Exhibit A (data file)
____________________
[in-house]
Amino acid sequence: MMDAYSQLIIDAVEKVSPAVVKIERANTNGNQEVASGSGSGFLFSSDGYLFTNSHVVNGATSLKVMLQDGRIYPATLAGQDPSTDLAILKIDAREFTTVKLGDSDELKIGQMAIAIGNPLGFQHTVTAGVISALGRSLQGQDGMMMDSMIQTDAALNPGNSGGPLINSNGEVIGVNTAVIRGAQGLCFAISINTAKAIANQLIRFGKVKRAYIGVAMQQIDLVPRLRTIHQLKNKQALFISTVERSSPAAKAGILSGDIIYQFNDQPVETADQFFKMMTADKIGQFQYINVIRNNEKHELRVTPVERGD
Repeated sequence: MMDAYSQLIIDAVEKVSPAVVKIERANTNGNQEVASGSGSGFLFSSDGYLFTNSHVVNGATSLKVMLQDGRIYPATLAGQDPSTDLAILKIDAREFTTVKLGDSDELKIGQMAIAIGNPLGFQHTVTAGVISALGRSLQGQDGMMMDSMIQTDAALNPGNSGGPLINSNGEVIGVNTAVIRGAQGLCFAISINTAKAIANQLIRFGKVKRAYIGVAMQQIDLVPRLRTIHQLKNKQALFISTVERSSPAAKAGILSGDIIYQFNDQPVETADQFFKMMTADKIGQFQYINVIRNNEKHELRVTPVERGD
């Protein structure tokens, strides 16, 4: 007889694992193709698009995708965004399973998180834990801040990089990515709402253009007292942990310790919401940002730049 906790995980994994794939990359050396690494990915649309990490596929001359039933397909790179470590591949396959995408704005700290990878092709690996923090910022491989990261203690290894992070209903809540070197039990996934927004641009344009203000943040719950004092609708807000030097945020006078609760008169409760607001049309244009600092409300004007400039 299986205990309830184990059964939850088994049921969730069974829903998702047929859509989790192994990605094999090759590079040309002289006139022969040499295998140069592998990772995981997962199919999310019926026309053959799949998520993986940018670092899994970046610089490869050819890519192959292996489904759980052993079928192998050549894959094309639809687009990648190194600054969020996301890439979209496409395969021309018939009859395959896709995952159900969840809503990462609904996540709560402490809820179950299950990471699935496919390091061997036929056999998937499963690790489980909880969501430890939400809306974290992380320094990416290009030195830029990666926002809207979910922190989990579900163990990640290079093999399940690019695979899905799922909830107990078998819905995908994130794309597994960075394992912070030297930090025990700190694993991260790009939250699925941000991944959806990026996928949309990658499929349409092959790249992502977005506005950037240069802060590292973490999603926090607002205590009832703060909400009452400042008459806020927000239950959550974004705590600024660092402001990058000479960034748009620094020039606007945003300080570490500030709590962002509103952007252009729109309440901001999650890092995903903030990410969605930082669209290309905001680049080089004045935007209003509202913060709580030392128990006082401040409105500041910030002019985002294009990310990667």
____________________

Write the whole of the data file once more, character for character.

[in-house]
Amino acid sequence: MMDAYSQLIIDAVEKVSPAVVKIERANTNGNQEVASGSGSGFLFSSDGYLFTNSHVVNGATSLKVMLQDGRIYPATLAGQDPSTDLAILKIDAREFTTVKLGDSDELKIGQMAIAIGNPLGFQHTVTAGVISALGRSLQGQDGMMMDSMIQTDAALNPGNSGGPLINSNGEVIGVNTAVIRGAQGLCFAISINTAKAIANQLIRFGKVKRAYIGVAMQQIDLVPRLRTIHQLKNKQALFISTVERSSPAAKAGILSGDIIYQFNDQPVETADQFFKMMTADKIGQFQYINVIRNNEKHELRVTPVERGD
Repeated sequence: MMDAYSQLIIDAVEKVSPAVVKIERANTNGNQEVASGSGSGFLFSSDGYLFTNSHVVNGATSLKVMLQDGRIYPATLAGQDPSTDLAILKIDAREFTTVKLGDSDELKIGQMAIAIGNPLGFQHTVTAGVISALGRSLQGQDGMMMDSMIQTDAALNPGNSGGPLINSNGEVIGVNTAVIRGAQGLCFAISINTAKAIANQLIRFGKVKRAYIGVAMQQIDLVPRLRTIHQLKNKQALFISTVERSSPAAKAGILSGDIIYQFNDQPVETADQFFKMMTADKIGQFQYINVIRNNEKHELRVTPVERGD
């Protein structure tokens, strides 16, 4: 007889694992193709698009995708965004399973998180834990801040990089990515709402253009007292942990310790919401940002730049 906790995980994994794939990359050396690494990915649309990490596929001359039933397909790179470590591949396959995408704005700290990878092709690996923090910022491989990261203690290894992070209903809540070197039990996934927004641009344009203000943040719950004092609708807000030097945020006078609760008169409760607001049309244009600092409300004007400039 299986205990309830184990059964939850088994049921969730069974829903998702047929859509989790192994990605094999090759590079040309002289006139022969040499295998140069592998990772995981997962199919999310019926026309053959799949998520993986940018670092899994970046610089490869050819890519192959292996489904759980052993079928192998050549894959094309639809687009990648190194600054969020996301890439979209496409395969021309018939009859395959896709995952159900969840809503990462609904996540709560402490809820179950299950990471699935496919390091061997036929056999998937499963690790489980909880969501430890939400809306974290992380320094990416290009030195830029990666926002809207979910922190989990579900163990990640290079093999399940690019695979899905799922909830107990078998819905995908994130794309597994960075394992912070030297930090025990700190694993991260790009939250699925941000991944959806990026996928949309990658499929349409092959790249992502977005506005950037240069802060590292973490999603926090607002205590009832703060909400009452400042008459806020927000239950959550974004705590600024660092402001990058000479960034748009620094020039606007945003300080570490500030709590962002509103952007252009729109309440901001999650890092995903903030990410969605930082669209290309905001680049080089004045935007209003509202913060709580030392128990006082401040409105500041910030002019985002294009990310990667």